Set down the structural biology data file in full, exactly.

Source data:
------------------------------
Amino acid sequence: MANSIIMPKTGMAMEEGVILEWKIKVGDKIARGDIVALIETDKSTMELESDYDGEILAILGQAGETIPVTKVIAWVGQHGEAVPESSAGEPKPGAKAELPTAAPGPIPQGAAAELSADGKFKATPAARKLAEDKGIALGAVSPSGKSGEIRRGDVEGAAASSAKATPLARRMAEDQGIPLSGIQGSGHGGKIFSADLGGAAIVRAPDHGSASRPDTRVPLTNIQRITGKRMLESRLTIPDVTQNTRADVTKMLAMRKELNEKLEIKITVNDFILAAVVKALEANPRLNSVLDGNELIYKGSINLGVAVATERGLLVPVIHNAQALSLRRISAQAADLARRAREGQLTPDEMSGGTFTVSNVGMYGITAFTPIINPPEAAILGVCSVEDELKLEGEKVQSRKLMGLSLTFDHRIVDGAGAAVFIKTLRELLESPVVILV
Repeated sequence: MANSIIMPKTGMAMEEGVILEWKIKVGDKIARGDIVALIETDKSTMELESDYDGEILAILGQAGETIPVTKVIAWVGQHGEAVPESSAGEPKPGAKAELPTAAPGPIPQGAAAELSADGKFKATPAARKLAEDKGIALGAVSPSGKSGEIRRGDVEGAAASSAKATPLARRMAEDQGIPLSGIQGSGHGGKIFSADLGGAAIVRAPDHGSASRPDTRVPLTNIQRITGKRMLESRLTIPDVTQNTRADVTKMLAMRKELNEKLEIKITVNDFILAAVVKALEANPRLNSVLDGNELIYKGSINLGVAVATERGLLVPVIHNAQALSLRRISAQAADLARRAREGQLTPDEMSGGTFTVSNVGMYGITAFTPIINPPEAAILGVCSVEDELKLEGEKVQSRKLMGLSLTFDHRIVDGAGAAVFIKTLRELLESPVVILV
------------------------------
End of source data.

Amino acid sequence: MANSIIMPKTGMAMEEGVILEWKIKVGDKIARGDIVALIETDKSTMELESDYDGEILAILGQAGETIPVTKVIAWVGQHGEAVPESSAGEPKPGAKAELPTAAPGPIPQGAAAELSADGKFKATPAARKLAEDKGIALGAVSPSGKSGEIRRGDVEGAAASSAKATPLARRMAEDQGIPLSGIQGSGHGGKIFSADLGGAAIVRAPDHGSASRPDTRVPLTNIQRITGKRMLESRLTIPDVTQNTRADVTKMLAMRKELNEKLEIKITVNDFILAAVVKALEANPRLNSVLDGNELIYKGSINLGVAVATERGLLVPVIHNAQALSLRRISAQAADLARRAREGQLTPDEMSGGTFTVSNVGMYGITAFTPIINPPEAAILGVCSVEDELKLEGEKVQSRKLMGLSLTFDHRIVDGAGAAVFIKTLRELLESPVVILV
Repeated sequence: MANSIIMPKTGMAMEEGVILEWKIKVGDKIARGDIVALIETDKSTMELESDYDGEILAILGQAGETIPVTKVIAWVGQHGEAVPESSAGEPKPGAKAELPTAAPGPIPQGAAAELSADGKFKATPAARKLAEDKGIALGAVSPSGKSGEIRRGDVEGAAASSAKATPLARRMAEDQGIPLSGIQGSGHGGKIFSADLGGAAIVRAPDHGSASRPDTRVPLTNIQRITGKRMLESRLTIPDVTQNTRADVTKMLAMRKELNEKLEIKITVNDFILAAVVKALEANPRLNSVLDGNELIYKGSINLGVAVATERGLLVPVIHNAQALSLRRISAQAADLARRAREGQLTPDEMSGGTFTVSNVGMYGITAFTPIINPPEAAILGVCSVEDELKLEGEKVQSRKLMGLSLTFDHRIVDGAGAAVFIKTLRELLESPVVILV